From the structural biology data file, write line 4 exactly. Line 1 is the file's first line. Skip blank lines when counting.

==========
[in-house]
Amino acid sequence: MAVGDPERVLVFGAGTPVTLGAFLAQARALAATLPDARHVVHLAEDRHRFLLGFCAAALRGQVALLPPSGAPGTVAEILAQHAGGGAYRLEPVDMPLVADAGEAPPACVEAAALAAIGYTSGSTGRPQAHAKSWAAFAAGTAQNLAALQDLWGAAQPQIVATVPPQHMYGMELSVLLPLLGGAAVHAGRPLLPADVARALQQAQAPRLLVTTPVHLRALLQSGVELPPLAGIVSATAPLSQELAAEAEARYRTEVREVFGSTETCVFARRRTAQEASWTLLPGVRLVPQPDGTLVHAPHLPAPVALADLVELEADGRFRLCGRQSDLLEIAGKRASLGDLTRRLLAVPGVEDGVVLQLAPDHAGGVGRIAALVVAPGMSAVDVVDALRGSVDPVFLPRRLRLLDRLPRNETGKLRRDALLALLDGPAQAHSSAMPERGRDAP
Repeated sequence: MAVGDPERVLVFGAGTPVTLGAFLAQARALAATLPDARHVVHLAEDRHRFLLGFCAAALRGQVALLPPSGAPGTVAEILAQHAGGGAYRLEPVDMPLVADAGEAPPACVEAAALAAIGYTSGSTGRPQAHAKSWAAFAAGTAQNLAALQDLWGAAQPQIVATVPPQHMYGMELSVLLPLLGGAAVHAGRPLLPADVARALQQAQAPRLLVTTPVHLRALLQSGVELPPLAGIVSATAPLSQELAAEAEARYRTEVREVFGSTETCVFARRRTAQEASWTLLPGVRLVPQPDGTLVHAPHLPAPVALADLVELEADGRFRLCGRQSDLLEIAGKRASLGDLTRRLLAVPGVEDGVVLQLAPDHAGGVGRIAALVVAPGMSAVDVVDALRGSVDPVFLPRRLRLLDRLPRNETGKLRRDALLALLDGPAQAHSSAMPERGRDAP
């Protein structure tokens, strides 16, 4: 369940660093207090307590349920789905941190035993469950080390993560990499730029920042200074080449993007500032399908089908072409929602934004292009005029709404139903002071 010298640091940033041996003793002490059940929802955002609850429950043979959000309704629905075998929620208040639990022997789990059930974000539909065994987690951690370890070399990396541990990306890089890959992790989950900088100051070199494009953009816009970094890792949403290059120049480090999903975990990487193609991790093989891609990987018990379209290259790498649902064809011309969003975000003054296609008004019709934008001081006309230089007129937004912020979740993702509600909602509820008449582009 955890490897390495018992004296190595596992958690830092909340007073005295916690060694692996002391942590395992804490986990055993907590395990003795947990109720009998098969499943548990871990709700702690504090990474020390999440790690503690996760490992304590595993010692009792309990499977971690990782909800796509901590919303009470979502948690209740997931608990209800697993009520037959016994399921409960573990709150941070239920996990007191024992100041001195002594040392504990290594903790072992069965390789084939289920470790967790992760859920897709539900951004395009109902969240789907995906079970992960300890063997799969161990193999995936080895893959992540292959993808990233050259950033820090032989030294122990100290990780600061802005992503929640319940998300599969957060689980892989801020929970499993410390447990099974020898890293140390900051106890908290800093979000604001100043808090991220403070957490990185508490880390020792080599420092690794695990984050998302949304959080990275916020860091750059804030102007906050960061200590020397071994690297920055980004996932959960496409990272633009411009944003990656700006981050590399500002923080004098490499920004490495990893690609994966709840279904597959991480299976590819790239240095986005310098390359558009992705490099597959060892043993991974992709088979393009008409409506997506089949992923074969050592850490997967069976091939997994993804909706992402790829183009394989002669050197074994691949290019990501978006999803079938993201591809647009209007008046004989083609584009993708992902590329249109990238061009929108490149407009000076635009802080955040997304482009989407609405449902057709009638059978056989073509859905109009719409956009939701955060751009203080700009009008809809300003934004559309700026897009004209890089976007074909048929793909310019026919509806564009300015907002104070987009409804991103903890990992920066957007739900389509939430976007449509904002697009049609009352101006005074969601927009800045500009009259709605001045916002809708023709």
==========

């Protein structure tokens, strides 16, 4: 369940660093207090307590349920789905941190035993469950080390993560990499730029920042200074080449993007500032399908089908072409929602934004292009005029709404139903002071 010298640091940033041996003793002490059940929802955002609850429950043979959000309704629905075998929620208040639990022997789990059930974000539909065994987690951690370890070399990396541990990306890089890959992790989950900088100051070199494009953009816009970094890792949403290059120049480090999903975990990487193609991790093989891609990987018990379209290259790498649902064809011309969003975000003054296609008004019709934008001081006309230089007129937004912020979740993702509600909602509820008449582009 955890490897390495018992004296190595596992958690830092909340007073005295916690060694692996002391942590395992804490986990055993907590395990003795947990109720009998098969499943548990871990709700702690504090990474020390999440790690503690996760490992304590595993010692009792309990499977971690990782909800796509901590919303009470979502948690209740997931608990209800697993009520037959016994399921409960573990709150941070239920996990007191024992100041001195002594040392504990290594903790072992069965390789084939289920470790967790992760859920897709539900951004395009109902969240789907995906079970992960300890063997799969161990193999995936080895893959992540292959993808990233050259950033820090032989030294122990100290990780600061802005992503929640319940998300599969957060689980892989801020929970499993410390447990099974020898890293140390900051106890908290800093979000604001100043808090991220403070957490990185508490880390020792080599420092690794695990984050998302949304959080990275916020860091750059804030102007906050960061200590020397071994690297920055980004996932959960496409990272633009411009944003990656700006981050590399500002923080004098490499920004490495990893690609994966709840279904597959991480299976590819790239240095986005310098390359558009992705490099597959060892043993991974992709088979393009008409409506997506089949992923074969050592850490997967069976091939997994993804909706992402790829183009394989002669050197074994691949290019990501978006999803079938993201591809647009209007008046004989083609584009993708992902590329249109990238061009929108490149407009000076635009802080955040997304482009989407609405449902057709009638059978056989073509859905109009719409956009939701955060751009203080700009009008809809300003934004559309700026897009004209890089976007074909048929793909310019026919509806564009300015907002104070987009409804991103903890990992920066957007739900389509939430976007449509904002697009049609009352101006005074969601927009800045500009009259709605001045916002809708023709």